Tuesday, March 22, 2011
As you can see, my blog time has suffered. I am sorry to neglect you. If it feels like i have forgotten you- I haven't. I promise. You are there in my dreams... now if only I could sync my dreams with this blog, we'd be flyin high!
There are so many crafting projects just screaming to be finished right now. (in fact they are all piled in the trunk of my car) You moms know that a mom's trunk is just about the only place the kiddos won't plunder and destroy right? Or are my copykittens especially destructive?
Anyhow, spring has sprung at chateau copycat and it has brought the itch to garden. So, in a feeble attempt to scratch the gardening itch I am daring to plant a vegetable garden. (Currently Mr.Copycat is cursing in the living room as he attempts to plot my front yard to scale on graph paper, so I can try to design my garden. He loves me. This I know.)
Today I planted my first batch of seeds in a table top green house and hopefully in a few weeks I will have seedlings. For now, I just have to be content to dream about the type of garden I want. Ever the optomist (so far the only thing that grows at my house are the kids and they are pretty insistant about letting me know their needs! ) I started looking at renaissance vegetable gardens. Here are a few examples:
Now, I am fully aware that the chateau copycat is no castle. I am also aware that I have nowhere near the amount of space that these gardens require but I have been reading. I have been reading this little darling of a gardening book called square foot gardening that gives me hope that I may be able to accomplish this similar style in a more humble space to a similar effect. In true copy cat fashion, I am aspiring to make a square foot renaissance vegetable garden in my front yard. (Do you think I am crazy?) Heres what my front yard looks like currently:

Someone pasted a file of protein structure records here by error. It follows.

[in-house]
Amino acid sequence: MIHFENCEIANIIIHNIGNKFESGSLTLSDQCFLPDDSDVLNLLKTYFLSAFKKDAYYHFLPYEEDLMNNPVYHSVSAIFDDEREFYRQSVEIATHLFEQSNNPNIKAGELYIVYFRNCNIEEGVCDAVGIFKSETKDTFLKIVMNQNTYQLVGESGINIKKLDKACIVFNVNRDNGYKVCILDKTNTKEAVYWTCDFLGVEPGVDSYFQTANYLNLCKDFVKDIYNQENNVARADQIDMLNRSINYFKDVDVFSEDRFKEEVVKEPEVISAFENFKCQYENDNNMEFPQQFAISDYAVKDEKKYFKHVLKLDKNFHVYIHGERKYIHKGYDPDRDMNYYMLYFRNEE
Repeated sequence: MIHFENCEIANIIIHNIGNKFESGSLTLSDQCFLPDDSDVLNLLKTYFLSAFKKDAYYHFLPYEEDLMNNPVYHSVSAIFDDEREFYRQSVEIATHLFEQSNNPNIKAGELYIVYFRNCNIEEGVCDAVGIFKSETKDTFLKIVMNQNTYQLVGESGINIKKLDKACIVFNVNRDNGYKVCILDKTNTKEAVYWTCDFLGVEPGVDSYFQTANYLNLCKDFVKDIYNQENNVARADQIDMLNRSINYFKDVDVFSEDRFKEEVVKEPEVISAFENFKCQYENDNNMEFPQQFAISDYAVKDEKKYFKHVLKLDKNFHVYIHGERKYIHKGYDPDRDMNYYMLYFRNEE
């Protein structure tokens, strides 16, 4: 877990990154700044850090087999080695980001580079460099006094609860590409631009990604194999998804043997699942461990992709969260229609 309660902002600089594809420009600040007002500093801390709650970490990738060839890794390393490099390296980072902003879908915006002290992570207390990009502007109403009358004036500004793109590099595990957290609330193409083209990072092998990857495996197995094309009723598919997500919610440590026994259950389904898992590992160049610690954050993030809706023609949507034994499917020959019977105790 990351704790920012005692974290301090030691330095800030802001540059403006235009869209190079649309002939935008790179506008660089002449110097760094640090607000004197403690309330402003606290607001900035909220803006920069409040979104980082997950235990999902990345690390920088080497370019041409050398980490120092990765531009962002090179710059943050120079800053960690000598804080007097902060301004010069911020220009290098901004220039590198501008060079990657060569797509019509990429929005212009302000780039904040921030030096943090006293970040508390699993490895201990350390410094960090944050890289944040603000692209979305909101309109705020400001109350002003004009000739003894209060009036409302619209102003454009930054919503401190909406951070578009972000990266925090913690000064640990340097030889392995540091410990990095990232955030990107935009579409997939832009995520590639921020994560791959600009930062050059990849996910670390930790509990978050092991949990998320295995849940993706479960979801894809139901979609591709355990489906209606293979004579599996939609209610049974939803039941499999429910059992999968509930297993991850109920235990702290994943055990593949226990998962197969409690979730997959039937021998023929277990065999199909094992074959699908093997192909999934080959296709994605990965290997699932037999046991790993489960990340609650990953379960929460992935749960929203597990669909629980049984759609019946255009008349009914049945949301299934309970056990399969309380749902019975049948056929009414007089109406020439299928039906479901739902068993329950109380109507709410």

I think this blank canvas is just begging for a pretty addition that also saves on my food budget (And increases my design budget in the process!!!) I'll keep you updated on copycat gardens as we progress. Till then- have fun. stay crafty. C.
Wednesday, March 16, 2011
Seeing as I am the kind of person who would rather, um, eat for the month than buy delicious Belgian linen curtains; how would you like to learn of a super cheap, super, easy, just as luxurious way to duplicate these darling gems? What would you say if I told you you could have luxuriously long, spill on the floor in extravagant piles, faux Belgian linen curtains for just 10 bucks a piece?
Its true. Let me introduce you to my dear friend, who will make repeat appearances in this blog I assure you: Painters Drop Cloth. Because of its cost effectiveness, durability and versatility, it is a Copycat essential and it is my personal belief that no designers tool box should ever be without it.
You can get painters drop cloth at your local hardware store. I buy mine at Walmart. Just 10 dollars for a pre-hemmed on all sides, 9' x6' sheet.
One you get these beauties home there are many ways you can handle them to transform them into your masterpiece. Some prefer to wash them in loads upon loads of fabric softener and dryer sheets. Some like them pressed and proper. I love their folds and creases so I just shake them out and clip them to the curtain fasteners, hang them from the rods and let them puddle on the floor.